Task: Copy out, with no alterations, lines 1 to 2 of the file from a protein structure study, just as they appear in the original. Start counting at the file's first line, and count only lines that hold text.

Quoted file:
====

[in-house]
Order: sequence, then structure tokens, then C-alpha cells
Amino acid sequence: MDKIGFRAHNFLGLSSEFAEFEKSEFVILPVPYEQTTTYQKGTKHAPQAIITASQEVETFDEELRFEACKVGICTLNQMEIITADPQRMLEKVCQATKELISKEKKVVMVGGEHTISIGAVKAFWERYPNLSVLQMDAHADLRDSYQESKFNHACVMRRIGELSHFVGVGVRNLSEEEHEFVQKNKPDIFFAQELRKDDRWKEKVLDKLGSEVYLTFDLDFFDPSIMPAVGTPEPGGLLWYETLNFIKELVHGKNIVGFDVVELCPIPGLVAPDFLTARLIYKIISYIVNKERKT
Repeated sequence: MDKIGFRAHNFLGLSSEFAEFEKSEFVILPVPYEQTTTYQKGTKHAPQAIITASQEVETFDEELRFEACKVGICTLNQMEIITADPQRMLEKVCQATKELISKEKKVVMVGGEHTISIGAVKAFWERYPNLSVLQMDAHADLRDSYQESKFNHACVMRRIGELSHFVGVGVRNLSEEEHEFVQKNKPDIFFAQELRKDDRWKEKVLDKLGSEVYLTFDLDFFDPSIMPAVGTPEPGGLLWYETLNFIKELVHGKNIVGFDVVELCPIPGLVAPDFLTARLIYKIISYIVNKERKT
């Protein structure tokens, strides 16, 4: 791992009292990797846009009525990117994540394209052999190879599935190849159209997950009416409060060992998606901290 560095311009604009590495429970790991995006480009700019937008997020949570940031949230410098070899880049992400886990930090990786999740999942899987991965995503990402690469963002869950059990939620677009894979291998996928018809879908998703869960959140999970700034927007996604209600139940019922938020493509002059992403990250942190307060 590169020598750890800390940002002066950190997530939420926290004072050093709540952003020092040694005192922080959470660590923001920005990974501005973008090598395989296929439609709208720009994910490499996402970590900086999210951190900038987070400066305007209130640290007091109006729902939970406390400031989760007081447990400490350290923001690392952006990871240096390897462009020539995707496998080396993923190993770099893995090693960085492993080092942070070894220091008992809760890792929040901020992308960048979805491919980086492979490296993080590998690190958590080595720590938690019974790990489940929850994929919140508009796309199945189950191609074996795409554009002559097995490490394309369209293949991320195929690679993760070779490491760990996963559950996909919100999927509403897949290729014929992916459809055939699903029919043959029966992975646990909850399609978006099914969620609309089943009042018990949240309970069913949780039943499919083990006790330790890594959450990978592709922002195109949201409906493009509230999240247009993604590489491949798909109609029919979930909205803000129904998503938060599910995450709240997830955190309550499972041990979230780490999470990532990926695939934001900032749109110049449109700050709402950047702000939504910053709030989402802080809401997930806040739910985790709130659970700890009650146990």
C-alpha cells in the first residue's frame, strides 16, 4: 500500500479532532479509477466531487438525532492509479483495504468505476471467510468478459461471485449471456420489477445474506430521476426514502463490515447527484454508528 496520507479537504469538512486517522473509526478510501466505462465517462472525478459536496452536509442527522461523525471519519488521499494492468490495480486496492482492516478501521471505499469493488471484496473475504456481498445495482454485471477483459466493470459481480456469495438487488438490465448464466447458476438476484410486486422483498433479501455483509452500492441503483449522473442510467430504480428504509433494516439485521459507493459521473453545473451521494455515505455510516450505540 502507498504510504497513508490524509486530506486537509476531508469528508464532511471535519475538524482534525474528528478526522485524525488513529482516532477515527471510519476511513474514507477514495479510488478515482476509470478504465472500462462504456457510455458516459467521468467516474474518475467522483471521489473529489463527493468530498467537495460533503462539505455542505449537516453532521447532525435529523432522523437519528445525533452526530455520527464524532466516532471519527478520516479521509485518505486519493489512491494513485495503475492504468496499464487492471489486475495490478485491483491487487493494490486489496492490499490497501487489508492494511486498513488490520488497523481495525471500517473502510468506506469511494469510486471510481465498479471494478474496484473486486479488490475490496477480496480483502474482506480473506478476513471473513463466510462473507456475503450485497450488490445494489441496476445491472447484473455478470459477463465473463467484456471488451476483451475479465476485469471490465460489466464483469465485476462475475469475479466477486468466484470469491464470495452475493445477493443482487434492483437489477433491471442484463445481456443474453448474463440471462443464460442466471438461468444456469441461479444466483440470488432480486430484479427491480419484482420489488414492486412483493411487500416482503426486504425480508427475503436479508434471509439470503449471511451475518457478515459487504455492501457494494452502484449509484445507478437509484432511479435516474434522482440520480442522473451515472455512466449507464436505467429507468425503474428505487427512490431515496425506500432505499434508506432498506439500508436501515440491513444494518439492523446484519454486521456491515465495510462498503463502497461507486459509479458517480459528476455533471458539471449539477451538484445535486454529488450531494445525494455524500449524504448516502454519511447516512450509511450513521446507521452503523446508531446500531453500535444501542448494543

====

[in-house]
Order: sequence, then structure tokens, then C-alpha cells